Portland State University. Department of Sociology
Date of Award
Master of Science (M.S.) in Sociology
1 online resource (vi, 52 pages)
Despite over a century's worth of study, areal variations in suicide rate remain largely unexplained. In order to better understand these regional differences, this analysis aggregates county-level National Center for Health Statistics Multiple Cause of Death data with data from the US Census, the Association of Statisticians of American Religious Bodies, and the Penn State Northeast Regional Center for Rural Development to test the three leading conceptualizations of social integration (i.e. demographic, compositional, ecological) against US suicide rates. Results of negative binomial regression models indicate that an ecological measure, social capital, is substantially associated with suicide rate, while demographic and compositional measures do not appear to be significantly associated with suicide rate, robust of controls, speaking to the role of social ties in preventing suicide. These findings highlight both the changing nature of social integration and the role that this plays in suicide prevention.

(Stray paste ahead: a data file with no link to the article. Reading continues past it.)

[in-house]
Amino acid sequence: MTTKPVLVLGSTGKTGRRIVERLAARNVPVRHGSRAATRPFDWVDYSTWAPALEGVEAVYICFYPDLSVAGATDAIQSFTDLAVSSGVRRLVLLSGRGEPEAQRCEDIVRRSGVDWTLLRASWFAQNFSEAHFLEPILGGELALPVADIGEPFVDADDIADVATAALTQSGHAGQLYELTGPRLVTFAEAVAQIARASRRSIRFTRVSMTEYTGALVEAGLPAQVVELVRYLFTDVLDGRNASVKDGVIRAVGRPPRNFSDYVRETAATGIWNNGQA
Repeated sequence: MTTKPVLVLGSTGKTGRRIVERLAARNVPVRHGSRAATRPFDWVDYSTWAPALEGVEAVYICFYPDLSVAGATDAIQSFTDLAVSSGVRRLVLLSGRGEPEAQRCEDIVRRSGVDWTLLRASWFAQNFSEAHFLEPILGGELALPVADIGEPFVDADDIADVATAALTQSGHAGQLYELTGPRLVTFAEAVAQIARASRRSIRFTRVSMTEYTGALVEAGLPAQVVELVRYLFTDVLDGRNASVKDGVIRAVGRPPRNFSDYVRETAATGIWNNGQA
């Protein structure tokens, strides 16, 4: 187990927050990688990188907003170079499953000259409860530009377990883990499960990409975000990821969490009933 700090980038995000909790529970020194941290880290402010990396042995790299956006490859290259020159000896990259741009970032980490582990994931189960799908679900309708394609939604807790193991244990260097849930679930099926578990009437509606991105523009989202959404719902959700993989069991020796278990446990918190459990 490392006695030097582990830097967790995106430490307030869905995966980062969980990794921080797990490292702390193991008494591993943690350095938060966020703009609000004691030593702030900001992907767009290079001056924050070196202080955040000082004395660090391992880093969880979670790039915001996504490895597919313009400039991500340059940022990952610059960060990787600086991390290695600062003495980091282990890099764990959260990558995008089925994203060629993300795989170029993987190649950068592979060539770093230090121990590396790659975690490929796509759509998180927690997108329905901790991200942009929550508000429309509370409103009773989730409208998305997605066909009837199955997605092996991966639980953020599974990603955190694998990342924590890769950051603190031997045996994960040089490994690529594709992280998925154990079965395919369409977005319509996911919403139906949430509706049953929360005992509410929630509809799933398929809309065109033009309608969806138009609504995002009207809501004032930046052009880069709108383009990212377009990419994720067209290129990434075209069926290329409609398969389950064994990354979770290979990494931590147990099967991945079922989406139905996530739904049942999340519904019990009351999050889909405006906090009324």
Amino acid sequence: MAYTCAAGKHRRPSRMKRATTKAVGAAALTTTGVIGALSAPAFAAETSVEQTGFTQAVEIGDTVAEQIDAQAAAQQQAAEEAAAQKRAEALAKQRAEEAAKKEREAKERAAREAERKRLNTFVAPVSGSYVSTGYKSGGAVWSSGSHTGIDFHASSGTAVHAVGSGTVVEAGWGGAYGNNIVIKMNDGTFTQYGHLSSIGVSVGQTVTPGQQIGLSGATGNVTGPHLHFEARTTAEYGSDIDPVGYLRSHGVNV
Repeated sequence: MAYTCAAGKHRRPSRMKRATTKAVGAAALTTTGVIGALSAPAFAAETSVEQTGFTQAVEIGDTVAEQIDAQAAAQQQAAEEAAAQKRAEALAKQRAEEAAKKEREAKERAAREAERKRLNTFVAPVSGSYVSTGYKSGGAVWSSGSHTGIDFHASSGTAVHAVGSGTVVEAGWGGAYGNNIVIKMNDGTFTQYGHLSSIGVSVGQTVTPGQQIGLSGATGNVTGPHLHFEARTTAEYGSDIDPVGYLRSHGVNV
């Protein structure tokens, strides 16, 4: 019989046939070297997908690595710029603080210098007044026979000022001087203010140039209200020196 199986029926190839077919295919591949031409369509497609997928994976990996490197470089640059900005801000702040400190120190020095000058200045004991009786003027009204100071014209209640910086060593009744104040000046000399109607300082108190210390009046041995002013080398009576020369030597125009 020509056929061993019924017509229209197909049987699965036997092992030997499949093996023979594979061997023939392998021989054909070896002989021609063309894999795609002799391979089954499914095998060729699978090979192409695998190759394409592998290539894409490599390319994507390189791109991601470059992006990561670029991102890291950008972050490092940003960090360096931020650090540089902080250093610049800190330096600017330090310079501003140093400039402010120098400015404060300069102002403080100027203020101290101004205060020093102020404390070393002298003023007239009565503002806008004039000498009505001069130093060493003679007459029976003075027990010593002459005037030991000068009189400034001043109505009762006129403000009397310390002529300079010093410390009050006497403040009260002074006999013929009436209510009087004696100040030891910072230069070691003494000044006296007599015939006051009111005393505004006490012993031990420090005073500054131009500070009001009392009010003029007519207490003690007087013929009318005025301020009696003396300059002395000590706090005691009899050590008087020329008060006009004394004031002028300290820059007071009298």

Parsons, Nathan Finch, "Evaluating the Utility of Theories of Social Integration in Understanding Areal Suicide Rates in the United States." (2019). Dissertations and Theses. Paper 5042.